MIAMI (CBS4)- Thousands attended the memorial service for the two slain officers in St. Petersburg Friday, including members of South Florida’s police.
The ceremony was held at the First Baptist Church in St. Petersburg at 11 a.m. A joint funeral service was held for Sergeant Thomas J. Baitinger, 48, and K-9 Officer Jeffrey A. Yaslowitz, 39, who were killed in Monday’s shooting.
The officers were killed by Hydra Lacy Jr., while they were interviewing a relative of Lacy at a home. During the interview with Lacy’s relative, they learned that Lacy was hiding in the attic of the home. The officers were shot while attempting to get Lacy from the attic.
Lacy had a long criminal history. Lacy was wanted on an arrest warrant for Failure to Appear on a charge of Aggravated Battery that was issued on November 2010. His criminal history also included Aggravated Assault of a Law Enforcement Officer, Sexual Assault and Kidnapping. He was also a registered sexual offender.
Officers Baitinger and Yaslowitz were the 5th and 6th officers to die in the state in the last seven months. Baitinger is survived by his wife, Paige, while Yaslowitz is survived by his wife, Lorraine, and their three children, two boys – 5 and 12 years of age, and a girl, 8 years of age.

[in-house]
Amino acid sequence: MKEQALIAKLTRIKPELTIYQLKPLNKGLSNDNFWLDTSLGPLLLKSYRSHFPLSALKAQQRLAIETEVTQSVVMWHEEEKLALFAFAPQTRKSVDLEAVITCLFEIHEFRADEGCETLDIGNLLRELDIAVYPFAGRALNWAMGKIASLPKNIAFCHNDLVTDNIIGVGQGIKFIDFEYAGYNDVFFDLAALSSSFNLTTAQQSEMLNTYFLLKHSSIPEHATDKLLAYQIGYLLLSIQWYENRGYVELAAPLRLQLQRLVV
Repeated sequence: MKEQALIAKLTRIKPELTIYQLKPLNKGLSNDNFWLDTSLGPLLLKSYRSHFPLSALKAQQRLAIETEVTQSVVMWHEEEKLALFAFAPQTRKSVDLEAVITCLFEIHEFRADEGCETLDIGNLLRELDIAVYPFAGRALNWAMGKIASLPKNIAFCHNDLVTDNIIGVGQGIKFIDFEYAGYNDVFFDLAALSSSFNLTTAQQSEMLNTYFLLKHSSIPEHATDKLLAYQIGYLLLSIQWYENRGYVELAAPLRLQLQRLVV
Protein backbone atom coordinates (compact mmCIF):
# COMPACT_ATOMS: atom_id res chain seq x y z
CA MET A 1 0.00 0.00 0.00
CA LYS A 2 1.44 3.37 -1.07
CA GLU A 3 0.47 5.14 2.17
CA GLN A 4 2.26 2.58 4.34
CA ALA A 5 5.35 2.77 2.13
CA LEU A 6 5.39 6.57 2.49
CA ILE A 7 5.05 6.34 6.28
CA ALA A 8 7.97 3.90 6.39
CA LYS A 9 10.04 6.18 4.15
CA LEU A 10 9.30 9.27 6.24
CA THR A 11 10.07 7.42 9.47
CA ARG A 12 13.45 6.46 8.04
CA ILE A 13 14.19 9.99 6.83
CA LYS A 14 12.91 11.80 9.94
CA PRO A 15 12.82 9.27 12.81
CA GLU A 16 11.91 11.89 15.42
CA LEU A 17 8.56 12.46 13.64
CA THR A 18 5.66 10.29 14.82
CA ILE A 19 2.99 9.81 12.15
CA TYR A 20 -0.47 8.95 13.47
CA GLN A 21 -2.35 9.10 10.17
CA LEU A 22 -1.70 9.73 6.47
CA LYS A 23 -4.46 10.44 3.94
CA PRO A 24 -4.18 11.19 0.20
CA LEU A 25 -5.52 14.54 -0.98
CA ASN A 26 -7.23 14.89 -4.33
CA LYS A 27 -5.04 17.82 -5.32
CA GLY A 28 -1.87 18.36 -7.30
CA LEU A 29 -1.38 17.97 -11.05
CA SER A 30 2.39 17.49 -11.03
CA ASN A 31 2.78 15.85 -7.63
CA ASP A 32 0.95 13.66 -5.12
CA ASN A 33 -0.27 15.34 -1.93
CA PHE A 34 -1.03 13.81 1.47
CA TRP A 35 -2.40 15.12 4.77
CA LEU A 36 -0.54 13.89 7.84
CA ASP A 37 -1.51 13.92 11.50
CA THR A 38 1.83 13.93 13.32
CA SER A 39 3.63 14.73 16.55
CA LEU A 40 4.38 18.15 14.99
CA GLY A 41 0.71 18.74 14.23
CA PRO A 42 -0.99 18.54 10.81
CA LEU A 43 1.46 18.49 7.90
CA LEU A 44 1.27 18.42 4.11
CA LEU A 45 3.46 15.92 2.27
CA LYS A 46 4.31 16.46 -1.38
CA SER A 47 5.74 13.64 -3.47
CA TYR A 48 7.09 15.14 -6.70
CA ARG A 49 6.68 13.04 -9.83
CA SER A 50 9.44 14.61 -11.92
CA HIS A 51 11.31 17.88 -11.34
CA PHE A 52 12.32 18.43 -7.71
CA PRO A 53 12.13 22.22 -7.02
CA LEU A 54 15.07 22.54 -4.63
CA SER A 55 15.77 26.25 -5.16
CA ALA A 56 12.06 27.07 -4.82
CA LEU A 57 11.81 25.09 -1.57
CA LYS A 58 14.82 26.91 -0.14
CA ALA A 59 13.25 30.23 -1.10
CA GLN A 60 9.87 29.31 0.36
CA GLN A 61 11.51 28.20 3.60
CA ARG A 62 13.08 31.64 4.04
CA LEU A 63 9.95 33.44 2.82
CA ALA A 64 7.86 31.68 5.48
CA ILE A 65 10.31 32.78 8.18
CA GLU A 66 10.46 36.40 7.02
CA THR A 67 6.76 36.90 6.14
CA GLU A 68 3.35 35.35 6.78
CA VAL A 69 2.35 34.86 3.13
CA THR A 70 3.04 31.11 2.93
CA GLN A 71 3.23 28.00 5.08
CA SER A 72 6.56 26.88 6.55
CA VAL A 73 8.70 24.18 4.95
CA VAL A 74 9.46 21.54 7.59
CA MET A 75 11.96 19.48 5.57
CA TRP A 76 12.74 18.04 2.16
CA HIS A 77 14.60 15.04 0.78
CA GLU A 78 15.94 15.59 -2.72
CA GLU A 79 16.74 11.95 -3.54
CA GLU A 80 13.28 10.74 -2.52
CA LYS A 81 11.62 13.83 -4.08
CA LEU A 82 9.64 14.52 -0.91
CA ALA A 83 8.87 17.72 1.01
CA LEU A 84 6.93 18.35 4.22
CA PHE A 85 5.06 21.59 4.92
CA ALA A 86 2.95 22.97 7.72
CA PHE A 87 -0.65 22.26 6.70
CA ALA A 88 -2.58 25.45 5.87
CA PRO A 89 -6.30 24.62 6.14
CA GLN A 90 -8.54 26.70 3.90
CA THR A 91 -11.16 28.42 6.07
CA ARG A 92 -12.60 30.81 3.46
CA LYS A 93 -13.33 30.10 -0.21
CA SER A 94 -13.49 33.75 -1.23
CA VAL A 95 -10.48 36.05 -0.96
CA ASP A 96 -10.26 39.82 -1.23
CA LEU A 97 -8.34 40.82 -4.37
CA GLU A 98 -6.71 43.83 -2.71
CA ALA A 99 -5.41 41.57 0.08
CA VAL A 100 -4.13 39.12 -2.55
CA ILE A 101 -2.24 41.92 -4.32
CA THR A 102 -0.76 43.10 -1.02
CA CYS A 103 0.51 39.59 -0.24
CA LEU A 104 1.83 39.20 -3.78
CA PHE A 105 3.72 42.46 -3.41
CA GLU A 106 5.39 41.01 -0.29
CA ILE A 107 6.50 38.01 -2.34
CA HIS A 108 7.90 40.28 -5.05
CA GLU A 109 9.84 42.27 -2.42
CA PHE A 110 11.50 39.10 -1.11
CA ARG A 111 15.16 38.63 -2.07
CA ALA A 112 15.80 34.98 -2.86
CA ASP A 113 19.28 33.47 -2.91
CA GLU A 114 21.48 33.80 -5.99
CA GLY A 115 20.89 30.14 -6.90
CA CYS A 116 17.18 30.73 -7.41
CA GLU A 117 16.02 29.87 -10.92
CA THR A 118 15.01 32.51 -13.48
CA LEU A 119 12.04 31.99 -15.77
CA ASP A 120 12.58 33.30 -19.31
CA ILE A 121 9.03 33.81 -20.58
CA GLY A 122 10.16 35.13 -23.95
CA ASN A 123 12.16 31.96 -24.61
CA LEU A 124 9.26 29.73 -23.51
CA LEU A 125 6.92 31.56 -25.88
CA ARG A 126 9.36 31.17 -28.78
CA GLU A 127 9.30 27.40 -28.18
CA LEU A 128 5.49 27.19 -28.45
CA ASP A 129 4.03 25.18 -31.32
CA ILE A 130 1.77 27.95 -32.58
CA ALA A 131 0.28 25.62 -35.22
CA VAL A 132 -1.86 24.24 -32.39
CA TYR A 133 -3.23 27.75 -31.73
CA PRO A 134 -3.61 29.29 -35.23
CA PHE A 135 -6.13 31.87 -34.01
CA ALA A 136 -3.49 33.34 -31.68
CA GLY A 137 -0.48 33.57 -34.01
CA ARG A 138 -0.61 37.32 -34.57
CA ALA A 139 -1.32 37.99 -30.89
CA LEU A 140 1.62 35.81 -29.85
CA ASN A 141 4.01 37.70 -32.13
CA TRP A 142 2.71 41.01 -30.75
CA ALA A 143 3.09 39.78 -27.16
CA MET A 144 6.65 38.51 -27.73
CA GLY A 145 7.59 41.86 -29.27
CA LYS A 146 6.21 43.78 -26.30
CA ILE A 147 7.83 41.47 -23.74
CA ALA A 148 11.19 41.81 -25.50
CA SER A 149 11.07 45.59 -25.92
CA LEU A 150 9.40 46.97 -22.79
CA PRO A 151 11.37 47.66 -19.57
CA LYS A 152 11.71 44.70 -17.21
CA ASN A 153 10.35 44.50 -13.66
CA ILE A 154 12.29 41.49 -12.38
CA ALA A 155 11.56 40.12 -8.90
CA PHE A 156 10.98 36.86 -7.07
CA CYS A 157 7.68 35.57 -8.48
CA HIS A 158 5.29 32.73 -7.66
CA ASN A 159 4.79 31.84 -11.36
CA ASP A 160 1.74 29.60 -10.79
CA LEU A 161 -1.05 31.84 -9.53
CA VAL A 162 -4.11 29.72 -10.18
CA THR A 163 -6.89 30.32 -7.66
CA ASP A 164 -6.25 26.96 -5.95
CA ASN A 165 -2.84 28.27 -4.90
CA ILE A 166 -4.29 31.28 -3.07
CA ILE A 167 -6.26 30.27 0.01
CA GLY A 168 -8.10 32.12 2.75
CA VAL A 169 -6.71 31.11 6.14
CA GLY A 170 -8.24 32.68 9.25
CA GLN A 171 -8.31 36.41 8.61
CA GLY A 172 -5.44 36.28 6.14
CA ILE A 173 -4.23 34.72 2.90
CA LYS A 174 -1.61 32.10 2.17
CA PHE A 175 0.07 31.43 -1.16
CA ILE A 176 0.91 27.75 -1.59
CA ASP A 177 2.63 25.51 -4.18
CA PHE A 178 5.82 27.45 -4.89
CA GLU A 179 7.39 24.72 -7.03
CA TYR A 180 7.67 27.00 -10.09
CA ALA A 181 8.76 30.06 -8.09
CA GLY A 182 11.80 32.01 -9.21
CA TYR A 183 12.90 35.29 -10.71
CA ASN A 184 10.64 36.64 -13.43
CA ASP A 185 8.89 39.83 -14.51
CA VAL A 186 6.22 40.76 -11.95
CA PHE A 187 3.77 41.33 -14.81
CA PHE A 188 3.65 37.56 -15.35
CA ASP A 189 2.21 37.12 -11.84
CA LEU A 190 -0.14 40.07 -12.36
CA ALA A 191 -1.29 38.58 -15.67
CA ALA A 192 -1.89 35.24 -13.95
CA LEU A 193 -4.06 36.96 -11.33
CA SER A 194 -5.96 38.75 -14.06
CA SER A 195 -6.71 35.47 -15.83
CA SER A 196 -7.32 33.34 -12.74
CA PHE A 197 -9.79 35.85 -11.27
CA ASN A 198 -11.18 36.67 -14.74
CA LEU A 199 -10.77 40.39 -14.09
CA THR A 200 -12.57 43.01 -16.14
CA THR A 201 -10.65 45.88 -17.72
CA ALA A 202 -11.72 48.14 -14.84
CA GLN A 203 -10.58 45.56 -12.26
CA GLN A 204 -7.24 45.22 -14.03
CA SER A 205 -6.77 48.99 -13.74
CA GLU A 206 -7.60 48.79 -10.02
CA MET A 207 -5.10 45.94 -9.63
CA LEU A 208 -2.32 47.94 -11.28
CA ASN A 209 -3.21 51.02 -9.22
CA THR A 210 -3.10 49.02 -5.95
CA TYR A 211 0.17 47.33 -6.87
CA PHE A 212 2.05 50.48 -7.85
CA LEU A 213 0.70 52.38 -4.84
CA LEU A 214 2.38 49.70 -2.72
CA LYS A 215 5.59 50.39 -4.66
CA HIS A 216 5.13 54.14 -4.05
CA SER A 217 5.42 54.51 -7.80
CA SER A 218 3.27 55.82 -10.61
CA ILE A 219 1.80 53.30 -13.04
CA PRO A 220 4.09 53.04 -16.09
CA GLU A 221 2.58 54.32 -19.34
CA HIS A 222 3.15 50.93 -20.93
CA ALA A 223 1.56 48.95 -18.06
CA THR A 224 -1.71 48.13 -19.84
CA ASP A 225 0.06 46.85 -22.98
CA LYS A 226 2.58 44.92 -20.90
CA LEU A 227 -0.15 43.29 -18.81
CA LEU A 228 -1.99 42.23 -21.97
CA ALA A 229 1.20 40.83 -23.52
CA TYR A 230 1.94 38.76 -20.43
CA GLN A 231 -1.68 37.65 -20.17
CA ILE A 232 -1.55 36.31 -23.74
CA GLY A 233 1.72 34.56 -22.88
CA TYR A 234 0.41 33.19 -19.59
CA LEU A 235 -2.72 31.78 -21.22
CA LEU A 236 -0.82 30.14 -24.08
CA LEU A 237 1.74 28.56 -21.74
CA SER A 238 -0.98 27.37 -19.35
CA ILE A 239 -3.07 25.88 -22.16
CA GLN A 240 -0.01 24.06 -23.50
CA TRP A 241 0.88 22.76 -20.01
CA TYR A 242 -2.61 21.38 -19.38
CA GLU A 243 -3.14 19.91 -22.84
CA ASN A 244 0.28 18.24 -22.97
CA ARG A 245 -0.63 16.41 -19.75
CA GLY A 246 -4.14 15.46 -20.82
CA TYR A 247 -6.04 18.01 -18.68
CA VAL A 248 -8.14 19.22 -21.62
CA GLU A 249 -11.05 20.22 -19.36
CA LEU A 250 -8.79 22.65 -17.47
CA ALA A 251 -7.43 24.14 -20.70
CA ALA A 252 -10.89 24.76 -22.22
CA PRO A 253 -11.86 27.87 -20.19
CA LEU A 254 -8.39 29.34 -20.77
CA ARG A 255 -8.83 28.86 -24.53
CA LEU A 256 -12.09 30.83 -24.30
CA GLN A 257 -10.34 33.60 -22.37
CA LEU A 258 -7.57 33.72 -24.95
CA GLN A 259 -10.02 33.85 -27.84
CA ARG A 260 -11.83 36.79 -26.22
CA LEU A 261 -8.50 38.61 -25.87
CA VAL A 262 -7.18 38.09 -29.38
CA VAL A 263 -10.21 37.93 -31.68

Florida law enforcement members came together following the shooting deaths of officers in both Miami-Dade and St. Petersburg. On Friday morning members of South Florida’s police drove to Florida’s west coast for the memorial of the slain officers in St. Petersburg. They hope to provide any type of support they can.
The officers left South Florida for St. Petersburg before 5 a.m. in a caravan of about 40 police units. They are making a four-hour drive and are scheduled to arrive just shortly before the funeral.
As South Florida police officers are reliving events that occurred to them just a week ago, they are not the only ones who are reaching out to the St. Petersburg community.
The family of slain officer Amanda Haworth reached out to the St. Petersburg families.
“We feel so sorry and we want them to know that the police officers have taken care of us and they’ll take care of them,” Haworth’s father Bob Haworth said.
Haworth’s life partner Rosie Diaz offered her condolences.
“There are no words to express how we feel for them since we are still going through our own pain,” Diaz said.
She said she gets her strength from the Haworth family.
Detectives Roger Castillo and Haworth were shot to death last week while serving an arrest warrant on 22-year-old Johnny Simms. He was also shot and killed.
Haworth’s former partner Jeri Mitchell said she wants to help the families in St. Petersburg cope.
“We truly know the pain they’re going through,” she said. “We’re living the same pain a couple days later than they have.”
Haworth’s 13-year-old son Austin is still too distraught to talk about his mother, but he said he knows what the families on Florida’s west coast are feeling, and so does his half brother Jordan Mitchell.
“We know their pain,” he said. “And there’s not much you can do to get rid of it.”
Diaz said there’s a reason police officers took their oath and it’s to protect the community.
“As hard as this is for us each day that we wake up and we go to bed at night we will, everyday of our lives, from here on in, make sure that these kids know that the community is good and that they need our protection, and that that is the reason that we took the oath that we took,” she said.
(CBS4’s Cristina Puig contributed to this report)